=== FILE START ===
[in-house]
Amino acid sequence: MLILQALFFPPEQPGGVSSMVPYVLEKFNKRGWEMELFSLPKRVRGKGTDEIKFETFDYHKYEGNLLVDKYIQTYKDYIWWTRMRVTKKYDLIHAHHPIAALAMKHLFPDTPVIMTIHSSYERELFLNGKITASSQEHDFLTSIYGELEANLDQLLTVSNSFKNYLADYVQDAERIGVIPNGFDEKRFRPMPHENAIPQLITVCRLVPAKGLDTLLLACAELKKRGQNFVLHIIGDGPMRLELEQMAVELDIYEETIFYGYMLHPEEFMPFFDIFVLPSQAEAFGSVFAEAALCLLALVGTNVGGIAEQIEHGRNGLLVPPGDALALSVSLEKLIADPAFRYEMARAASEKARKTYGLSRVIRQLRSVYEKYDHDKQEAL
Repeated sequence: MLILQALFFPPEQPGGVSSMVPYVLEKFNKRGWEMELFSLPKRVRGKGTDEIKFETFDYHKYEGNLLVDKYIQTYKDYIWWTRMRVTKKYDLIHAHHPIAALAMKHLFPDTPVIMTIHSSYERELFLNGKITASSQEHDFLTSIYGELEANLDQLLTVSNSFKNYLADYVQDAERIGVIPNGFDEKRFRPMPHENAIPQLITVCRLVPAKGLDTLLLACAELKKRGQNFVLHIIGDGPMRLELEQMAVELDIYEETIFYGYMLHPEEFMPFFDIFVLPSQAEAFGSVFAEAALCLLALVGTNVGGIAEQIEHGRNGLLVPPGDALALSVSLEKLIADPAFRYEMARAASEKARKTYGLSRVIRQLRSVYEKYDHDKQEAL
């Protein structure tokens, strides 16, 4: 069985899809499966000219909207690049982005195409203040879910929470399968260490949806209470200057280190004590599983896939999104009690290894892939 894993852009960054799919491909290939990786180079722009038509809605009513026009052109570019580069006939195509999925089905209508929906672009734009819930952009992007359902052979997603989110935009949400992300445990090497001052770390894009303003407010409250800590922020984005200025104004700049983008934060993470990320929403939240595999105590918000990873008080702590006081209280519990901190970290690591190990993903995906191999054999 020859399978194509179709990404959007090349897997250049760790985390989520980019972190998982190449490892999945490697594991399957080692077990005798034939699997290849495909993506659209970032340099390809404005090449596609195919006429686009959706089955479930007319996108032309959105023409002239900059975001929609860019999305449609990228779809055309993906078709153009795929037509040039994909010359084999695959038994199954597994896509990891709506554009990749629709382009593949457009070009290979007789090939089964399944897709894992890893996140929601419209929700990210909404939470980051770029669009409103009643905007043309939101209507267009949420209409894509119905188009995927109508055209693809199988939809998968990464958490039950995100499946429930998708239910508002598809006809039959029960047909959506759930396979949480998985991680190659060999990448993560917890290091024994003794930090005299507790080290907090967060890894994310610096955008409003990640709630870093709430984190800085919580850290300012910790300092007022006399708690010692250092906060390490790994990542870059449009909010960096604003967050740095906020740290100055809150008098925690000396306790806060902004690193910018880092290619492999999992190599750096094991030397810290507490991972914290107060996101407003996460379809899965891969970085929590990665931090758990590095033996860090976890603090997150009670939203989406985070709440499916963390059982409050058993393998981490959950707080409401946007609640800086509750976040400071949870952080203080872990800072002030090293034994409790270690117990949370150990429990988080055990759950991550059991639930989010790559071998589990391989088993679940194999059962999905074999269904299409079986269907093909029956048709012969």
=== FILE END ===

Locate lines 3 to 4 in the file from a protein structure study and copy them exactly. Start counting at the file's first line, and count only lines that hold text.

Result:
Repeated sequence: MLILQALFFPPEQPGGVSSMVPYVLEKFNKRGWEMELFSLPKRVRGKGTDEIKFETFDYHKYEGNLLVDKYIQTYKDYIWWTRMRVTKKYDLIHAHHPIAALAMKHLFPDTPVIMTIHSSYERELFLNGKITASSQEHDFLTSIYGELEANLDQLLTVSNSFKNYLADYVQDAERIGVIPNGFDEKRFRPMPHENAIPQLITVCRLVPAKGLDTLLLACAELKKRGQNFVLHIIGDGPMRLELEQMAVELDIYEETIFYGYMLHPEEFMPFFDIFVLPSQAEAFGSVFAEAALCLLALVGTNVGGIAEQIEHGRNGLLVPPGDALALSVSLEKLIADPAFRYEMARAASEKARKTYGLSRVIRQLRSVYEKYDHDKQEAL
């Protein structure tokens, strides 16, 4: 069985899809499966000219909207690049982005195409203040879910929470399968260490949806209470200057280190004590599983896939999104009690290894892939 894993852009960054799919491909290939990786180079722009038509809605009513026009052109570019580069006939195509999925089905209508929906672009734009819930952009992007359902052979997603989110935009949400992300445990090497001052770390894009303003407010409250800590922020984005200025104004700049983008934060993470990320929403939240595999105590918000990873008080702590006081209280519990901190970290690591190990993903995906191999054999 020859399978194509179709990404959007090349897997250049760790985390989520980019972190998982190449490892999945490697594991399957080692077990005798034939699997290849495909993506659209970032340099390809404005090449596609195919006429686009959706089955479930007319996108032309959105023409002239900059975001929609860019999305449609990228779809055309993906078709153009795929037509040039994909010359084999695959038994199954597994896509990891709506554009990749629709382009593949457009070009290979007789090939089964399944897709894992890893996140929601419209929700990210909404939470980051770029669009409103009643905007043309939101209507267009949420209409894509119905188009995927109508055209693809199988939809998968990464958490039950995100499946429930998708239910508002598809006809039959029960047909959506759930396979949480998985991680190659060999990448993560917890290091024994003794930090005299507790080290907090967060890894994310610096955008409003990640709630870093709430984190800085919580850290300012910790300092007022006399708690010692250092906060390490790994990542870059449009909010960096604003967050740095906020740290100055809150008098925690000396306790806060902004690193910018880092290619492999999992190599750096094991030397810290507490991972914290107060996101407003996460379809899965891969970085929590990665931090758990590095033996860090976890603090997150009670939203989406985070709440499916963390059982409050058993393998981490959950707080409401946007609640800086509750976040400071949870952080203080872990800072002030090293034994409790270690117990949370150990429990988080055990759950991550059991639930989010790559071998589990391989088993679940194999059962999905074999269904299409079986269907093909029956048709012969």